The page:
Ethiopians deny charges against jailed Swedes

The information that an Ethiopian foreign ministry official had confirmed that the two Swedish reporters held in custody after being arrested in the Ogaden province will be charged with terrorism crimes, has been repudiated but the authority.

“I was misquoted by the AFP reporter. I haven’t said that they stand accused of anything. We are investigating why they were in the area.They were arrested in the wrong place with the wrong people, but we don’t know why,” Ethiopian foreign ministry spokesperson Dina Mufti told news agency TT.

He couldn’t answer what the two Swedes stand accused of or when their case may go to trial.

“As they haven’t been charged with anything and no interrogations have been held they have yet to receive legal representation,” Mufti told TT.

The two Swedish reporters, Martin Schibbye and Johan Persson, were in a conflicted Ogaden region by the Somali border, when they were arrested on July 1st.

Ogaden is off-limits to journalists, and there is an armed conflict going on between the government army and the guerrilla movement Ogaden National Liberation Front (ONLF).

The region is populated by ethnic Somalis, and the Swedes entered the area together with rebels from Somali breakaway republic Puntland, in order to report on the situation.

Despite the earlier information given by Ethiopian authorities that the two Swedish reporters had been moved to the capital city Addis Ababa, the Foreign Ministry were told on Wednesday afternoon that they are still held in the Jijiga area.

“We have had it confirmed to us that they are still in Jijiga. We don’t know the reason behind it or if they still will be transferred to Addis Ababa,” said Cecilia Juhlin of the Foreign Ministry to news agency TT.

The Swedish ambassador to Ethiopia, Jens Odlander, was not allowed to see the Swedes on Tuesday but is expected to visit the two reporters again as soon as he receives the green light from authorities.

“We are counting on visiting them again then. We have received positive information indicating that this request will be granted,” Juhlin told DN.

But later on Wednesday they received the information that the men were still in Jijiga. Jens Odlander, who had returned to Addis Ababa following the news that the men were being taken there, does not want to speculate into what it means.

“Of course we are a little worried of the contradictory information. We haven’t received any explanation,” he told TT.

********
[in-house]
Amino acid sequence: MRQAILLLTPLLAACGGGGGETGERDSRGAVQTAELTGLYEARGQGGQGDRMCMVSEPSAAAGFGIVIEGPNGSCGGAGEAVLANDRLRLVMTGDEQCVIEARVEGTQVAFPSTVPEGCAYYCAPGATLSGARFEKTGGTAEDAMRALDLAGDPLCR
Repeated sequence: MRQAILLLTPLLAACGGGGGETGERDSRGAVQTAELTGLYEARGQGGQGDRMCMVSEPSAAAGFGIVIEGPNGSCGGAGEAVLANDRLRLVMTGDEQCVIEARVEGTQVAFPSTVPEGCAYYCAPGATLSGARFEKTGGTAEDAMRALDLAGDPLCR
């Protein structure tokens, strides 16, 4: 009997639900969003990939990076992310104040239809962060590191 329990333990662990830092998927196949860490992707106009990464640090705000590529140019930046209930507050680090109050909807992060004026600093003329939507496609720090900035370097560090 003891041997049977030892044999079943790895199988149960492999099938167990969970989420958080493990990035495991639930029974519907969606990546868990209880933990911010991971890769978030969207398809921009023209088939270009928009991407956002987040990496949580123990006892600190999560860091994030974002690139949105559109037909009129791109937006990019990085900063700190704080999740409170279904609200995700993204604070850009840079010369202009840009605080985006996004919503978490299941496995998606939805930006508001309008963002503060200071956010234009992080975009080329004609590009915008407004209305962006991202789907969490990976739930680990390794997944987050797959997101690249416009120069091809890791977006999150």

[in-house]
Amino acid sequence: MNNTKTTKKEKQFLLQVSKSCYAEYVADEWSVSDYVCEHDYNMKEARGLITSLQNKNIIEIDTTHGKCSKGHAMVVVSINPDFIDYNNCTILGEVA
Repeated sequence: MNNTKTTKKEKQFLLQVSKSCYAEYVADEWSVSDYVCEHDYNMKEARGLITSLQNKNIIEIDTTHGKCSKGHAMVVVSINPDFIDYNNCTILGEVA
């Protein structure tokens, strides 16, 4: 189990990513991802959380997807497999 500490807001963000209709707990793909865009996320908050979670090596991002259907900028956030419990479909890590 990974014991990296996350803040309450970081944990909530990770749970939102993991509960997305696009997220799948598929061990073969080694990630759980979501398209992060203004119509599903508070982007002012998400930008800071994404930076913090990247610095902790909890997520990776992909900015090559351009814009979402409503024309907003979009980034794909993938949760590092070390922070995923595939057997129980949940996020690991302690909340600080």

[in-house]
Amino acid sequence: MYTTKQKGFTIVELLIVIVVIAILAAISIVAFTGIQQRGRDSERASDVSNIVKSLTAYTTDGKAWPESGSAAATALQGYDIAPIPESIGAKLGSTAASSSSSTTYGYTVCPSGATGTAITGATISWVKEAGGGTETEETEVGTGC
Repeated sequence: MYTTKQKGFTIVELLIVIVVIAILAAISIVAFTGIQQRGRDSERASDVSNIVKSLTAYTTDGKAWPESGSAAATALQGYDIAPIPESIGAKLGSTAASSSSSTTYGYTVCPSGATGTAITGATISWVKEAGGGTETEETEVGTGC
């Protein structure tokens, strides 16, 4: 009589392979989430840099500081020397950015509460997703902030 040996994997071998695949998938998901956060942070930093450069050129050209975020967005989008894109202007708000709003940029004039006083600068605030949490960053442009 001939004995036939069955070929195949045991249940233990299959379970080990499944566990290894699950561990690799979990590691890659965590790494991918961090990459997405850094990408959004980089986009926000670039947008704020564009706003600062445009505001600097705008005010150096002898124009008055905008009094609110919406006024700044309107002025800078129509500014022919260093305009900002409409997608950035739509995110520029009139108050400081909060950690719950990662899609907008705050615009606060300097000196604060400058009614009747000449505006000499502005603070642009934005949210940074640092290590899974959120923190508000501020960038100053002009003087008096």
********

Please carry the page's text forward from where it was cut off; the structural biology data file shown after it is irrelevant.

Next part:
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Fashion retailer H&M plans Ethiopia expansion

Swedish fashion retailer Hennes and Mauritz (H&M) said Friday it would expand its network of suppliers to Ethiopia, after concentrating 80 percent of its production in Asian countries.

Fashion retailer H&M plans Ethiopia expansion

“We are an expansive company and are constantly looking at new potential purchasing markets to guarantee that we have capacity to deliver products to all stores in our expansive markets,” H&M spokeswoman Camilla Emilsson-Falk told AFP.

“We do that by increasing the productivity on the existing production markets as well as looking at new markets,” she added.

Test orders have been placed with Ethiopian suppliers and new factories will be built this autumn, but it is too early to say how many suppliers will be used and when the factories will be ready for production, according to Emilsson-Falk.

The East African country has had a long history in textile, leather and shoe production since its Italian occupation in 1939. Other apparel retailers have already begun sourcing products in the country, including Tesco and Chinese shoe-manufacturer Huajian, providing footwear to Guess and Tommy Hilfiger.

“Ethiopia is a country with strong development and we trust that we can sustain economic growth and job opportunities there,” said Emilsson-Falk.

Despite strong economic growth, 9.9 percent on yearly average since 2004 according to the World Bank, the sub-Saharan nation remains one of the world’s

poorest. And one year after the death of prime minister Meles Zenawi, the country is still criticised for its lack of human rights by watchdog organisations.

“We did an extensive risk analysis for Ethiopia, looking at human rights and environmental issues in the country,” said Emilsson-Falk.

“We have worked with improvement of working conditions in our production countries for many years and will apply our experience when establishing relationships with the Ethiopian suppliers.”

H&M, which has stores in Egypt and Morocco, has no concrete plans for further expansion in Africa.

Two Swedish journalists who were kept in jail for 14 months in the country were released in September 2012.

TT/AFP/The Local/pvs

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